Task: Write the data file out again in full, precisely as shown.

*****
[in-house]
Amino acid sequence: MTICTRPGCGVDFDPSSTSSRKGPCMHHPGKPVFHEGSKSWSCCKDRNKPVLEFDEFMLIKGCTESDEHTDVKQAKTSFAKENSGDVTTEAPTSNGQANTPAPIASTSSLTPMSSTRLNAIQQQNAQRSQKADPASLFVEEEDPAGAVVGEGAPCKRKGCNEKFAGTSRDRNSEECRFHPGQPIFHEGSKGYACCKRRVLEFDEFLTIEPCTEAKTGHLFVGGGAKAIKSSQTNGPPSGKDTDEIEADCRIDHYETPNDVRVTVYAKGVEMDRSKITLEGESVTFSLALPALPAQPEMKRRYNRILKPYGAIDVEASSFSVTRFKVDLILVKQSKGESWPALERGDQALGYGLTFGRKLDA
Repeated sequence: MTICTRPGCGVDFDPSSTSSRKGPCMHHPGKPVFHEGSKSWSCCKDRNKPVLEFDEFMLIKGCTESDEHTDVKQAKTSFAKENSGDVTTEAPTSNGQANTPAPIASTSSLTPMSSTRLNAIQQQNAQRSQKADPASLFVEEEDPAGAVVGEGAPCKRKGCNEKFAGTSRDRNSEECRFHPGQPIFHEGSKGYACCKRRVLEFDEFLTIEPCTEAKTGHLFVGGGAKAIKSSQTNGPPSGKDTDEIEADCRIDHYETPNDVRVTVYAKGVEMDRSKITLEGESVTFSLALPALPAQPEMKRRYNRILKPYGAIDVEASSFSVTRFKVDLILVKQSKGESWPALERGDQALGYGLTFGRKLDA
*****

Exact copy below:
[in-house]
Amino acid sequence: MTICTRPGCGVDFDPSSTSSRKGPCMHHPGKPVFHEGSKSWSCCKDRNKPVLEFDEFMLIKGCTESDEHTDVKQAKTSFAKENSGDVTTEAPTSNGQANTPAPIASTSSLTPMSSTRLNAIQQQNAQRSQKADPASLFVEEEDPAGAVVGEGAPCKRKGCNEKFAGTSRDRNSEECRFHPGQPIFHEGSKGYACCKRRVLEFDEFLTIEPCTEAKTGHLFVGGGAKAIKSSQTNGPPSGKDTDEIEADCRIDHYETPNDVRVTVYAKGVEMDRSKITLEGESVTFSLALPALPAQPEMKRRYNRILKPYGAIDVEASSFSVTRFKVDLILVKQSKGESWPALERGDQALGYGLTFGRKLDA
Repeated sequence: MTICTRPGCGVDFDPSSTSSRKGPCMHHPGKPVFHEGSKSWSCCKDRNKPVLEFDEFMLIKGCTESDEHTDVKQAKTSFAKENSGDVTTEAPTSNGQANTPAPIASTSSLTPMSSTRLNAIQQQNAQRSQKADPASLFVEEEDPAGAVVGEGAPCKRKGCNEKFAGTSRDRNSEECRFHPGQPIFHEGSKGYACCKRRVLEFDEFLTIEPCTEAKTGHLFVGGGAKAIKSSQTNGPPSGKDTDEIEADCRIDHYETPNDVRVTVYAKGVEMDRSKITLEGESVTFSLALPALPAQPEMKRRYNRILKPYGAIDVEASSFSVTRFKVDLILVKQSKGESWPALERGDQALGYGLTFGRKLDA